Each year the AHS agriculture teacher, Shane Theall, takes a group of students to the small island to put hundreds of land-preserving plants into the ground.
Isolated from the rest of Vermilion Parish by marsh, Cheniere au Tigre (usually pronounced ‘shen-yuh tig’) is a part of history that Theall doesn’t want to see end.
“We’re lucky enough to be granted access to this beautiful, natural place,” says Theall, “and even luckier to be able to do something to help sustain it.”
The island is only reachable by boat, and only by members of the families that own the land there.
This year’s trip brought eighteen students and several community volunteers – mostly members of the families who first settled Cheniere au Tigre – to the island.
Students were fortunate to hear stories from Nora Lynch, who spent much of her childhood on the cheniere. Lynch brought the ghost town of Cheniere au Tigre back alive for a few moments under the massive old oaks.
In 2010, before she passed away, Nora’s mother Zoe Sagrera Lynch – born and raised on Cheniere au Tigre – published the book My Memories of Cheniere au Tigre. A thriving island community, however small and insular, is depicted in the book. There was a chapel, and a school, and a hotel which was reportedly a popular spot for wealthier pleasure-seekers during the early 20th century.
Today the only remnants of the once-lively community reside in the cemetery, hidden amongst the trees and overgrown. Lumber from the old buildings that were destroyed, from storms Audrey to Rita, have been reused to build camps by various families.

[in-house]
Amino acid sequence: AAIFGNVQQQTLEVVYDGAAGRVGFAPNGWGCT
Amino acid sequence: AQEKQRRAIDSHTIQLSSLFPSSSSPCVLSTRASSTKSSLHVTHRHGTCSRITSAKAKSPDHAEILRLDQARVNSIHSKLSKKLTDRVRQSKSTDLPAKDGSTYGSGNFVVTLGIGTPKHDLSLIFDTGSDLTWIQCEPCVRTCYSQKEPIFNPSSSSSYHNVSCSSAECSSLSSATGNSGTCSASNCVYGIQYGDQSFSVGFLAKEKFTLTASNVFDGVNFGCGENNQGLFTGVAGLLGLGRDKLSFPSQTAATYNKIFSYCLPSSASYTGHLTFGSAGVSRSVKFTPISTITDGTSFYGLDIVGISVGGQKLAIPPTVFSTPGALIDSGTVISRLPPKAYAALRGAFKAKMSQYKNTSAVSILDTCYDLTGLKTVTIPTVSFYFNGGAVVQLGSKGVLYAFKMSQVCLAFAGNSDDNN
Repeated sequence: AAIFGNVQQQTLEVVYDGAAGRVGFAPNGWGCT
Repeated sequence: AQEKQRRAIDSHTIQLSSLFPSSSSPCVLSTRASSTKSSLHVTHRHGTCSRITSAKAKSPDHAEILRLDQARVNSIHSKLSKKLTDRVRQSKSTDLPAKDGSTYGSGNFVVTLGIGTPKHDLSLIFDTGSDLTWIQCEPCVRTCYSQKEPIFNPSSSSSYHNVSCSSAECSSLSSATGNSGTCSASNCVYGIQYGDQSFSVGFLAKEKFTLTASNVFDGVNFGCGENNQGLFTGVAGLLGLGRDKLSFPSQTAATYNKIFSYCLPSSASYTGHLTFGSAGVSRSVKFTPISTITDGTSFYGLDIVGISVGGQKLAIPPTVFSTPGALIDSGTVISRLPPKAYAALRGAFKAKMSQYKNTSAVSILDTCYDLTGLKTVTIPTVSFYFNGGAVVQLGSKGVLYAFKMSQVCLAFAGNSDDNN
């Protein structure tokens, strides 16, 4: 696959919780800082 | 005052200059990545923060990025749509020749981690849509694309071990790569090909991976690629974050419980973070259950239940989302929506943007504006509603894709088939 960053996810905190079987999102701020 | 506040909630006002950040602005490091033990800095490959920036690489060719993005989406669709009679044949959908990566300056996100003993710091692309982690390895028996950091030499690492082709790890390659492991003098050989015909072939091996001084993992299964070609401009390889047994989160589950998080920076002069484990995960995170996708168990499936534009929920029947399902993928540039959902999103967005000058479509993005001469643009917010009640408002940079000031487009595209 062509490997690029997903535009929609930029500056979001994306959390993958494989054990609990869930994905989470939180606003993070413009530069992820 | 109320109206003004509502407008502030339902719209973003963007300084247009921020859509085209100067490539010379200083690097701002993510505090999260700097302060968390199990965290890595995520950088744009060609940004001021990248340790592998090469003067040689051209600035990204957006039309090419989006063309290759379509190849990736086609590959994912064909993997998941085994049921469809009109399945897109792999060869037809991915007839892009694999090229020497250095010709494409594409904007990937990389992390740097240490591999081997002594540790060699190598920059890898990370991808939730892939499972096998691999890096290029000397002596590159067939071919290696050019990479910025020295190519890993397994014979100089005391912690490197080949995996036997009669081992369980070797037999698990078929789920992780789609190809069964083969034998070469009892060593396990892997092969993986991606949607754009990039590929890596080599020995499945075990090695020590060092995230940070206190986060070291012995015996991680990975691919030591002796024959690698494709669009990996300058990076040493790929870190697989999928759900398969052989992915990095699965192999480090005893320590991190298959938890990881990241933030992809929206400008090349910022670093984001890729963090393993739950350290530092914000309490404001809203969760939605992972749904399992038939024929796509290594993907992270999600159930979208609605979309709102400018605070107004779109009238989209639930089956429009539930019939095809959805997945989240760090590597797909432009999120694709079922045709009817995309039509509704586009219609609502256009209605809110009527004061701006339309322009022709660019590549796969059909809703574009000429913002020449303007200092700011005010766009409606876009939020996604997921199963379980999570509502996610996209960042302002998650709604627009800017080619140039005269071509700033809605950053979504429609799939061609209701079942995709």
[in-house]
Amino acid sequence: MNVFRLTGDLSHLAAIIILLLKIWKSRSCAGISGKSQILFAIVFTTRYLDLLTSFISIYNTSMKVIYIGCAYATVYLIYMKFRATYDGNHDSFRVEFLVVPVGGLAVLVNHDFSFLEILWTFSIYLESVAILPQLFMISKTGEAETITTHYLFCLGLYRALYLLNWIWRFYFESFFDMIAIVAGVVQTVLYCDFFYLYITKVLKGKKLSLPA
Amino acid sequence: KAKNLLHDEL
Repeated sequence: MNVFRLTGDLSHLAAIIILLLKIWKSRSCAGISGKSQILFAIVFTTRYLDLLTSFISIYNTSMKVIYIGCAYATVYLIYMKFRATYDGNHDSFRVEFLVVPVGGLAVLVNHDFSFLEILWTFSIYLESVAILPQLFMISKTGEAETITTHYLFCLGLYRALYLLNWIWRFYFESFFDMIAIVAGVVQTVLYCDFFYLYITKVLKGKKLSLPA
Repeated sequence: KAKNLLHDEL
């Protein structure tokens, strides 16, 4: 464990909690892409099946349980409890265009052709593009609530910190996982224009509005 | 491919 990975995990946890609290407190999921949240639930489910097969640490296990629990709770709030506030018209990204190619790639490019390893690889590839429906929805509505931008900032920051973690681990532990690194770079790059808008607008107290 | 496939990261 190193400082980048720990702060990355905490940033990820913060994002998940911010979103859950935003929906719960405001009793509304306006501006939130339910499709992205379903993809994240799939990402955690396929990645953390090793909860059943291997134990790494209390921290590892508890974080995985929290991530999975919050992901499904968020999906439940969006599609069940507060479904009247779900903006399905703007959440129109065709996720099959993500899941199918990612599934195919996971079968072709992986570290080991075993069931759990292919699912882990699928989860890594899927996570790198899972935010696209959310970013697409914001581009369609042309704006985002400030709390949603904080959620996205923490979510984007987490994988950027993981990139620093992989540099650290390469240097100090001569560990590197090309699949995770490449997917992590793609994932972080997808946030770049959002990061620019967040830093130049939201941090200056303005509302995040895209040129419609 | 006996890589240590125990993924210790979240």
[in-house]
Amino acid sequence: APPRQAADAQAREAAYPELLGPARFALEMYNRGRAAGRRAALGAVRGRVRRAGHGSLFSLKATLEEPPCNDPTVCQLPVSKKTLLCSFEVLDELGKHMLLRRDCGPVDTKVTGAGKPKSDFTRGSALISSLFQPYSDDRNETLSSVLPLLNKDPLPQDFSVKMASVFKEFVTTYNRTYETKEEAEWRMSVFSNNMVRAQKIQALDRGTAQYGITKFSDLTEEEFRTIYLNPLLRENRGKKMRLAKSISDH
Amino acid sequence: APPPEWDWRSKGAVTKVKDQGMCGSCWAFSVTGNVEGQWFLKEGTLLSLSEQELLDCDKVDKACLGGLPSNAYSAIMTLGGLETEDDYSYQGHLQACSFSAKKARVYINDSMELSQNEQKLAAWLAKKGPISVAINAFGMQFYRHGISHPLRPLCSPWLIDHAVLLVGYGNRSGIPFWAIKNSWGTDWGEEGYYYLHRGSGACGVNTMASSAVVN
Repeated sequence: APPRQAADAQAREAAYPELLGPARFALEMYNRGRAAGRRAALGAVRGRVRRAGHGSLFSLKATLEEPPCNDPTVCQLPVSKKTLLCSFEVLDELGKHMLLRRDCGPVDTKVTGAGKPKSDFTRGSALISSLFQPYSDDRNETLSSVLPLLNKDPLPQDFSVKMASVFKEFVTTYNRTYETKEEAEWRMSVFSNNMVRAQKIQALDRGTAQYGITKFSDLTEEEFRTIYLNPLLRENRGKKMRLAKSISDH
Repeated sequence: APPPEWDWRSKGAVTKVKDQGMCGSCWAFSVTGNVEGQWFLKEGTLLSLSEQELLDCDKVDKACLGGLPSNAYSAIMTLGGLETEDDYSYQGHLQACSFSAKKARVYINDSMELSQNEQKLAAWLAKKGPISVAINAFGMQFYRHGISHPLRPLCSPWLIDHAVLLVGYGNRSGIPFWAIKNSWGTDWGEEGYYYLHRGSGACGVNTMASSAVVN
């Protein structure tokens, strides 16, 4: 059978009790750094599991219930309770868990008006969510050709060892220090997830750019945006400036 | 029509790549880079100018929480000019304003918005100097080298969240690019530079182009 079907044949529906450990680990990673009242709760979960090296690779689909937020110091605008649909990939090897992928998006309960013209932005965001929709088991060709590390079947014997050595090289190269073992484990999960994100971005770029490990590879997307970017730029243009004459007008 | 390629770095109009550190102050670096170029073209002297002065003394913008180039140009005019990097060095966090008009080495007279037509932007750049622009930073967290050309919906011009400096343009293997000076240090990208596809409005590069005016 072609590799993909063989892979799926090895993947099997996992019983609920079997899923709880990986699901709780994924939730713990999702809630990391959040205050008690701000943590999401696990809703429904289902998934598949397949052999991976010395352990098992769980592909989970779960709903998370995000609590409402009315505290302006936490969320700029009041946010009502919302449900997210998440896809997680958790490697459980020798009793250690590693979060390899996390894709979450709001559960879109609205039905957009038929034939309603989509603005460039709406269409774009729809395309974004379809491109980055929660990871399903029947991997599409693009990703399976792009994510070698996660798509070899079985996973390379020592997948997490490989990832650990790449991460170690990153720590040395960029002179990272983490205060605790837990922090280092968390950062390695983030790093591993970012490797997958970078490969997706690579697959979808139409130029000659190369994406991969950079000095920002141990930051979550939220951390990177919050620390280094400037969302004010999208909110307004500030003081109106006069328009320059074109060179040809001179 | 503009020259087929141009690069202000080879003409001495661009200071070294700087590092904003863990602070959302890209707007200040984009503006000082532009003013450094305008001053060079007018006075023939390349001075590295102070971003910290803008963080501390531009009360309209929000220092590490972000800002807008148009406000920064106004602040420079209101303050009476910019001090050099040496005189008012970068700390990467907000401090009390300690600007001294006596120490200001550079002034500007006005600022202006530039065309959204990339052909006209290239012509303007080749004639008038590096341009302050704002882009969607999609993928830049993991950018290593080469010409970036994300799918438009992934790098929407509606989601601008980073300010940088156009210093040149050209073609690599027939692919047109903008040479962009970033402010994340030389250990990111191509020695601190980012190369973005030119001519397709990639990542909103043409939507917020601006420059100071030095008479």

Among the cheniere’s landowners and conservationists are Mia Broussard, Rodney Sagrera, and Gwen Broussard, who lend a hand with the planting every year and facilitate the excursion. Timmy Vincent, Audubon sanctuary manager and unofficial “gatekeeper” to the cheniere, always joins in. Kevin Sagrera and Theall’s own father, Jim, also made the trip this year.
About 1,000 sprouts of marsh grass were planted last month – grass Theall says has been proven to preserve land and even create new land.
“The roots help hold the land together,” explains Theall, “and the tall shoots of grass catch wayward bits of sand and dirt flying in the wind, which falls at the grass line and builds up the land.
“It’s a simple but effective way – nature’s way, really – to preserve the coast.”
While on-site, Theall and crew observed plantings done in previous years and were pleased with what they saw.
Theall’s conclusion: “The work we’ve done the past three years is visible, and the kids know they’re doing something important.
(Story written by Brooke Broussard, Correspondent